South Yorkshire is to be home to Britain’s very first tram-trains thanks to the approval of a £60 million pilot scheme. Used widely elsewhere in Europe, tram-trains have the flexibility to operate both as street running trams, and as trains on mainline railway lines.

The trailblazing scheme will see tram-trains operating between the cities of Rotherham and Sheffield from 2017, (delayed from the original date of 2015 due to the technicalities of the differing train and tram wheel profiles and dual electrification problems). The vehicles will run on Sheffield’s Supertram network and on part of the adjoining national rail network, which will be adapted to allow seamless travel from one to the other. This will involve electrification of a stretch of track between the two cities and the construction of a 400 metre line linking the train tracks to the tramway. Seven tram-train vehicles are also being bought to service the line. The vehicles are currently being manufactured and work to the tramway and depot to accommodate them is well underway.

The pilot will run for an initial two years and the scheme become permanent after that. It is expected to create 35 new jobs.

When the scheme is complete, passengers will be able to travel from Parkgate Retail Park in Rotherham, through Rotherham Central Station and on to Meadowhall (a major shopping centre just outside Sheffield). At Meadowhall, the tram-train will transfer onto the Supertram network, allowing direct access to the heart of Sheffield city centre. There are expected to be three services an hour, all day, every day.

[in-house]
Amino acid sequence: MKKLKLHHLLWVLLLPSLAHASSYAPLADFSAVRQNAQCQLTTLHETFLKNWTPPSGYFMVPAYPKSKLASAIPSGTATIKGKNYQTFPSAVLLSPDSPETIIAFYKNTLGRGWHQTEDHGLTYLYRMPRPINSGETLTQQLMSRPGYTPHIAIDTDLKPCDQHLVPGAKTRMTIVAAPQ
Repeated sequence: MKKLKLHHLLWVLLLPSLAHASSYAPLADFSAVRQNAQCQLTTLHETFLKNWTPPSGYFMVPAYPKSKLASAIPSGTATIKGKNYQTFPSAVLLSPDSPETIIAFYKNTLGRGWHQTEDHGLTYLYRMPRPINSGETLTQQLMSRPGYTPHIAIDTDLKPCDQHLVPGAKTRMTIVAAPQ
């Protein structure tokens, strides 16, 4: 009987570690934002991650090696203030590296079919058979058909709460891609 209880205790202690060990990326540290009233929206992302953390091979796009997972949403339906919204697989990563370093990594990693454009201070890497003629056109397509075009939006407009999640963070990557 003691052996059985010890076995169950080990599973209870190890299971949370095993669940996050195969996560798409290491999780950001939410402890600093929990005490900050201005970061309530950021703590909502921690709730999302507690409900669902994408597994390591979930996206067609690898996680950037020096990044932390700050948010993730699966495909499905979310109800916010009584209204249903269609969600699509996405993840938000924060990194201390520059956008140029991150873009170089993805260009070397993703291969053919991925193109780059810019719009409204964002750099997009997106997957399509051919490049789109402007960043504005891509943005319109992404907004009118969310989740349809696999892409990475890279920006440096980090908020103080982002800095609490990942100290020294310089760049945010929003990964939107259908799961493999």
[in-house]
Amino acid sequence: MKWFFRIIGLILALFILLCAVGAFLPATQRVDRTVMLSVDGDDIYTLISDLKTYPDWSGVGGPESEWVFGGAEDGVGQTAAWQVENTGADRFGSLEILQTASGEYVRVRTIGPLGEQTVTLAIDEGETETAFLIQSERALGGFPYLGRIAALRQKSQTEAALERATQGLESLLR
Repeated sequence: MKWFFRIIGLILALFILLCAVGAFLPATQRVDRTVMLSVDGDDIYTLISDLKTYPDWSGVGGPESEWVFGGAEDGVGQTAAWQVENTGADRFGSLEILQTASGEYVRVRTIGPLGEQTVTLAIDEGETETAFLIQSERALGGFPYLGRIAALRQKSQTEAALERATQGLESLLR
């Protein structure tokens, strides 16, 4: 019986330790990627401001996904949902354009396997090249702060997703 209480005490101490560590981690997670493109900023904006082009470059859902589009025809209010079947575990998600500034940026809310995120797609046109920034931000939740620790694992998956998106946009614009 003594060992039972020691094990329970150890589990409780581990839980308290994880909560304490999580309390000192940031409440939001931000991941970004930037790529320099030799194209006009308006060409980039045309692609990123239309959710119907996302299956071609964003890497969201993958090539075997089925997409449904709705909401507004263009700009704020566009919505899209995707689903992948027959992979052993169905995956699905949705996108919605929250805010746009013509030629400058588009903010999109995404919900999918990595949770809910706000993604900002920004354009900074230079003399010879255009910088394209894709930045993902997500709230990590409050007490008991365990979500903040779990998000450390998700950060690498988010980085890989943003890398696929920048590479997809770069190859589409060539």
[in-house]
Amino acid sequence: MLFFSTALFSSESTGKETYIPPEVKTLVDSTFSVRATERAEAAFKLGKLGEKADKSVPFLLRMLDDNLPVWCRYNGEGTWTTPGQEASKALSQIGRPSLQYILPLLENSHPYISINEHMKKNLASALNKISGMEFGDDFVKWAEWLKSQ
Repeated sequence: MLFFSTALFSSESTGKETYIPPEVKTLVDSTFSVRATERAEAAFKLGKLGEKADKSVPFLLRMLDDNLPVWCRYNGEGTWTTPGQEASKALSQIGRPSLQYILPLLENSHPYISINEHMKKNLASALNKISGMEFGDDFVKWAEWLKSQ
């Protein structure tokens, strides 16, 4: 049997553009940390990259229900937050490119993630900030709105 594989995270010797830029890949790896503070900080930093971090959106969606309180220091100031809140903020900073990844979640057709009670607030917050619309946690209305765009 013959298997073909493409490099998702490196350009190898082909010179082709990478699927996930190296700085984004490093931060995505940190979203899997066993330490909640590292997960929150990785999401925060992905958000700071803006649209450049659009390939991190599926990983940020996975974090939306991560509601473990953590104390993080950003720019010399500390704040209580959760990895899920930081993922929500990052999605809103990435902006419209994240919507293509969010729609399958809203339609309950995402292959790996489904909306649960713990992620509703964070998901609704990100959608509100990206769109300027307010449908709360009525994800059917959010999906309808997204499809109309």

Network Rail will build a new link junction and points between the light rail and heavy rail lines near Meadowhall South. The rail line from Meadowhall South to Rotherham Central Station and Rotherham Parkgate will be electrified. New platforms will also be built at Meadowhall South and at Rotherham Parkgate, and Rotherham Central Station’s platforms will be extended to facilitate the new service. Future station options will also be considered.

It is hoped that better connections between the two city centres, and their residential areas, will boost the local economy and encourage more people to leave their cars at home, thanks to the comfort and convenience offered by the tram-train.

Andrew Penny, area director for Network Rail, said: “This is an exciting stage of the project as we apply for permission to link the tram and rail network and turn years of meticulous planning into Britain’s first operational Tram Train service.”   

The pilot is a partnership between SYPTE (who will lead on delivery), the Department for Transport, Network Rail, Northern Rail and Stagecoach Supertram. Final approval for the contracts between project partners was granted by the Department for Transport in June 2013.

The pilot will demonstrate the potential, both locally and nationally, of tram-train technology.  If successful, it could pave the way for more schemes across the country. Indeed, Transport for Greater Manchester, Centro and Metro are all developing their own tram-train plans. 

Above is an artists impression of the brand new BR Class 399 tram-train. The first of seven is due to be delivered to the UK in November 2015, but will not enter service until an expected date of 2017. It will be the first time a tram has ever been given a BR class number in the national railway 'TOPS' system.

For more information, click on these links below:

https://en.wikipedia.org/wiki/British_Rail_Class_399

http://www.vossloh-kiepe.com/news/press-releases/vossloh-rail-vehicles-und-vossloh-kiepe-liefern-sieben-neue-train-trams-nach-grossbritannien

This existing Supertram network and the proposed tram-train route in the top right. 

 








































































































































 

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